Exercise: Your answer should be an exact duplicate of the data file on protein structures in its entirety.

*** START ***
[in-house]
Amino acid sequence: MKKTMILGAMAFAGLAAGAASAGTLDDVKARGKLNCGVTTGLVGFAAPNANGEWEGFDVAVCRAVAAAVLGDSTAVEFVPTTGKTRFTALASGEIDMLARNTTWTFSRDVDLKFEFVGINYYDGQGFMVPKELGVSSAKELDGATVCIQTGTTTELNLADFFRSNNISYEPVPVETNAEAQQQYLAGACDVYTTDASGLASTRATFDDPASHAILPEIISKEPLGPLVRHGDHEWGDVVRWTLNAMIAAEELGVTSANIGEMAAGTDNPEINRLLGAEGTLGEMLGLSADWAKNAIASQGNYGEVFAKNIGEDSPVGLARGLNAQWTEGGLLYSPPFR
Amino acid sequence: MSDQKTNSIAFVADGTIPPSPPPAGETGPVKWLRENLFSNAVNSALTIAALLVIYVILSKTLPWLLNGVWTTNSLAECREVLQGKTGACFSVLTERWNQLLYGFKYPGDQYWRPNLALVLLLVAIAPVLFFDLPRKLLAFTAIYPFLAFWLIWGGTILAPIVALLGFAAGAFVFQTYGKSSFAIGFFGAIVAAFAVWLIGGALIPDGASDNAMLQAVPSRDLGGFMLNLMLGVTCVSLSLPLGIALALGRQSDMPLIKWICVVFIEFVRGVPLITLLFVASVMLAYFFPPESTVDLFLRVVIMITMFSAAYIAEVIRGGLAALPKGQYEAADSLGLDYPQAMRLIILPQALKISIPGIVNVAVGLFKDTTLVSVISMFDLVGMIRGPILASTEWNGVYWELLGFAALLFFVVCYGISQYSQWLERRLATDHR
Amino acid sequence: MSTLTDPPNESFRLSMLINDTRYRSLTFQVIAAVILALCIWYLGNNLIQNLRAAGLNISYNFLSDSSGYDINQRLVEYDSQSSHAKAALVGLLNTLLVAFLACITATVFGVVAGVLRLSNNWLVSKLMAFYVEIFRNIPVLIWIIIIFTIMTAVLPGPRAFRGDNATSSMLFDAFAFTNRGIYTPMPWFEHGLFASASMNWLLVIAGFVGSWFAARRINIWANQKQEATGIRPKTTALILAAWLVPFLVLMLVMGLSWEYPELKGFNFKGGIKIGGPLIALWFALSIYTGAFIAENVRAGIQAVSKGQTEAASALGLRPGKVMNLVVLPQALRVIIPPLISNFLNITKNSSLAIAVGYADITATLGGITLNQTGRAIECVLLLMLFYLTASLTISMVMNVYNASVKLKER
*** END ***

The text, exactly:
[in-house]
Amino acid sequence: MKKTMILGAMAFAGLAAGAASAGTLDDVKARGKLNCGVTTGLVGFAAPNANGEWEGFDVAVCRAVAAAVLGDSTAVEFVPTTGKTRFTALASGEIDMLARNTTWTFSRDVDLKFEFVGINYYDGQGFMVPKELGVSSAKELDGATVCIQTGTTTELNLADFFRSNNISYEPVPVETNAEAQQQYLAGACDVYTTDASGLASTRATFDDPASHAILPEIISKEPLGPLVRHGDHEWGDVVRWTLNAMIAAEELGVTSANIGEMAAGTDNPEINRLLGAEGTLGEMLGLSADWAKNAIASQGNYGEVFAKNIGEDSPVGLARGLNAQWTEGGLLYSPPFR
Amino acid sequence: MSDQKTNSIAFVADGTIPPSPPPAGETGPVKWLRENLFSNAVNSALTIAALLVIYVILSKTLPWLLNGVWTTNSLAECREVLQGKTGACFSVLTERWNQLLYGFKYPGDQYWRPNLALVLLLVAIAPVLFFDLPRKLLAFTAIYPFLAFWLIWGGTILAPIVALLGFAAGAFVFQTYGKSSFAIGFFGAIVAAFAVWLIGGALIPDGASDNAMLQAVPSRDLGGFMLNLMLGVTCVSLSLPLGIALALGRQSDMPLIKWICVVFIEFVRGVPLITLLFVASVMLAYFFPPESTVDLFLRVVIMITMFSAAYIAEVIRGGLAALPKGQYEAADSLGLDYPQAMRLIILPQALKISIPGIVNVAVGLFKDTTLVSVISMFDLVGMIRGPILASTEWNGVYWELLGFAALLFFVVCYGISQYSQWLERRLATDHR
Amino acid sequence: MSTLTDPPNESFRLSMLINDTRYRSLTFQVIAAVILALCIWYLGNNLIQNLRAAGLNISYNFLSDSSGYDINQRLVEYDSQSSHAKAALVGLLNTLLVAFLACITATVFGVVAGVLRLSNNWLVSKLMAFYVEIFRNIPVLIWIIIIFTIMTAVLPGPRAFRGDNATSSMLFDAFAFTNRGIYTPMPWFEHGLFASASMNWLLVIAGFVGSWFAARRINIWANQKQEATGIRPKTTALILAAWLVPFLVLMLVMGLSWEYPELKGFNFKGGIKIGGPLIALWFALSIYTGAFIAENVRAGIQAVSKGQTEAASALGLRPGKVMNLVVLPQALRVIIPPLISNFLNITKNSSLAIAVGYADITATLGGITLNQTGRAIECVLLLMLFYLTASLTISMVMNVYNASVKLKER